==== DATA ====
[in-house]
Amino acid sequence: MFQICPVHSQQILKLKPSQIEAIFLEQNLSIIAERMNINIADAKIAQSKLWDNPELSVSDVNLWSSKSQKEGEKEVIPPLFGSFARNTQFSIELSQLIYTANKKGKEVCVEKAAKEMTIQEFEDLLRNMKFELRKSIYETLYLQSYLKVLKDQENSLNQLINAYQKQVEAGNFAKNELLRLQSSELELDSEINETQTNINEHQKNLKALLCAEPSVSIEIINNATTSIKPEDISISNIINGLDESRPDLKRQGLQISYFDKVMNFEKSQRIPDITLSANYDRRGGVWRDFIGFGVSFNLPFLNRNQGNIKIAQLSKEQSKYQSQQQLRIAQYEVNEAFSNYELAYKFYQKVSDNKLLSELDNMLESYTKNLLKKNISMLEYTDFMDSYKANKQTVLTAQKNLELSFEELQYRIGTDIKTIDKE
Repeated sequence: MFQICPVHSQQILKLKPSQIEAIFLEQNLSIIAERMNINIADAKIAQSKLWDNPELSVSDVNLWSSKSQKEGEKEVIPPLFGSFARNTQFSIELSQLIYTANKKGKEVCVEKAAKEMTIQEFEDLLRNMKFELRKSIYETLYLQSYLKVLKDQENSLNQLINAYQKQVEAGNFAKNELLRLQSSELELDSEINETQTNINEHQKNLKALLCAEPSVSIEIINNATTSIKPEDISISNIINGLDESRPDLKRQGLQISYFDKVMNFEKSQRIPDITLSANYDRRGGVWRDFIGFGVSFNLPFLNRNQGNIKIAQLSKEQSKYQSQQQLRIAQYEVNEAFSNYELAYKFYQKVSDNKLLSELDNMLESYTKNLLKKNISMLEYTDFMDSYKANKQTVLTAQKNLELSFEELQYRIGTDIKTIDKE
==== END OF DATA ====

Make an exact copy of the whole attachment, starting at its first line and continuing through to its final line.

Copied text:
[in-house]
Amino acid sequence: MFQICPVHSQQILKLKPSQIEAIFLEQNLSIIAERMNINIADAKIAQSKLWDNPELSVSDVNLWSSKSQKEGEKEVIPPLFGSFARNTQFSIELSQLIYTANKKGKEVCVEKAAKEMTIQEFEDLLRNMKFELRKSIYETLYLQSYLKVLKDQENSLNQLINAYQKQVEAGNFAKNELLRLQSSELELDSEINETQTNINEHQKNLKALLCAEPSVSIEIINNATTSIKPEDISISNIINGLDESRPDLKRQGLQISYFDKVMNFEKSQRIPDITLSANYDRRGGVWRDFIGFGVSFNLPFLNRNQGNIKIAQLSKEQSKYQSQQQLRIAQYEVNEAFSNYELAYKFYQKVSDNKLLSELDNMLESYTKNLLKKNISMLEYTDFMDSYKANKQTVLTAQKNLELSFEELQYRIGTDIKTIDKE
Repeated sequence: MFQICPVHSQQILKLKPSQIEAIFLEQNLSIIAERMNINIADAKIAQSKLWDNPELSVSDVNLWSSKSQKEGEKEVIPPLFGSFARNTQFSIELSQLIYTANKKGKEVCVEKAAKEMTIQEFEDLLRNMKFELRKSIYETLYLQSYLKVLKDQENSLNQLINAYQKQVEAGNFAKNELLRLQSSELELDSEINETQTNINEHQKNLKALLCAEPSVSIEIINNATTSIKPEDISISNIINGLDESRPDLKRQGLQISYFDKVMNFEKSQRIPDITLSANYDRRGGVWRDFIGFGVSFNLPFLNRNQGNIKIAQLSKEQSKYQSQQQLRIAQYEVNEAFSNYELAYKFYQKVSDNKLLSELDNMLESYTKNLLKKNISMLEYTDFMDSYKANKQTVLTAQKNLELSFEELQYRIGTDIKTIDKE